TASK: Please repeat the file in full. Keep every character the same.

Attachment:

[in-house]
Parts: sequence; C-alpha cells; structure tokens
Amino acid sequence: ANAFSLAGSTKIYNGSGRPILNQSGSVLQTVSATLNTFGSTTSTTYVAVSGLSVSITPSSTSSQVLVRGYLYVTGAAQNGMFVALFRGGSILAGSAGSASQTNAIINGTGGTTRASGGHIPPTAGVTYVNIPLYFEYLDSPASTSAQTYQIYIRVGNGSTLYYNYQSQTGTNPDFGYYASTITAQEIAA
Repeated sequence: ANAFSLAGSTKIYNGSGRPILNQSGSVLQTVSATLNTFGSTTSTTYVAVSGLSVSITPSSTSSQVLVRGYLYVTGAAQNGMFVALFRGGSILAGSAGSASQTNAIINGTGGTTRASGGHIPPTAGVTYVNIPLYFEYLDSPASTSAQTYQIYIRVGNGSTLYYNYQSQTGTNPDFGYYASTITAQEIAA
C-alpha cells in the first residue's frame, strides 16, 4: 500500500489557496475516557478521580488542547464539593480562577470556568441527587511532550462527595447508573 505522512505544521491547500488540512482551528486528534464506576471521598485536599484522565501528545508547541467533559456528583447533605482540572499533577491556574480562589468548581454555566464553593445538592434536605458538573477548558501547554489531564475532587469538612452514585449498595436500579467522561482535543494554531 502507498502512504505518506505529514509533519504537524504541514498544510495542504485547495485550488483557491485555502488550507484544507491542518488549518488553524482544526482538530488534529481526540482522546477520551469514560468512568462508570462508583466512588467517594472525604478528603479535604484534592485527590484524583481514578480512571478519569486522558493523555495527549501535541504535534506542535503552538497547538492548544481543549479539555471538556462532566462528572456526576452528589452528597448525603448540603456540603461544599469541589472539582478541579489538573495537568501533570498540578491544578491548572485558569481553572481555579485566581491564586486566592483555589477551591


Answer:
[in-house]
Parts: sequence; C-alpha cells; structure tokens
Amino acid sequence: ANAFSLAGSTKIYNGSGRPILNQSGSVLQTVSATLNTFGSTTSTTYVAVSGLSVSITPSSTSSQVLVRGYLYVTGAAQNGMFVALFRGGSILAGSAGSASQTNAIINGTGGTTRASGGHIPPTAGVTYVNIPLYFEYLDSPASTSAQTYQIYIRVGNGSTLYYNYQSQTGTNPDFGYYASTITAQEIAA
Repeated sequence: ANAFSLAGSTKIYNGSGRPILNQSGSVLQTVSATLNTFGSTTSTTYVAVSGLSVSITPSSTSSQVLVRGYLYVTGAAQNGMFVALFRGGSILAGSAGSASQTNAIINGTGGTTRASGGHIPPTAGVTYVNIPLYFEYLDSPASTSAQTYQIYIRVGNGSTLYYNYQSQTGTNPDFGYYASTITAQEIAA
C-alpha cells in the first residue's frame, strides 16, 4: 500500500489557496475516557478521580488542547464539593480562577470556568441527587511532550462527595447508573 505522512505544521491547500488540512482551528486528534464506576471521598485536599484522565501528545508547541467533559456528583447533605482540572499533577491556574480562589468548581454555566464553593445538592434536605458538573477548558501547554489531564475532587469538612452514585449498595436500579467522561482535543494554531 502507498502512504505518506505529514509533519504537524504541514498544510495542504485547495485550488483557491485555502488550507484544507491542518488549518488553524482544526482538530488534529481526540482522546477520551469514560468512568462508570462508583466512588467517594472525604478528603479535604484534592485527590484524583481514578480512571478519569486522558493523555495527549501535541504535534506542535503552538497547538492548544481543549479539555471538556462532566462528572456526576452528589452528597448525603448540603456540603461544599469541589472539582478541579489538573495537568501533570498540578491544578491548572485558569481553572481555579485566581491564586486566592483555589477551591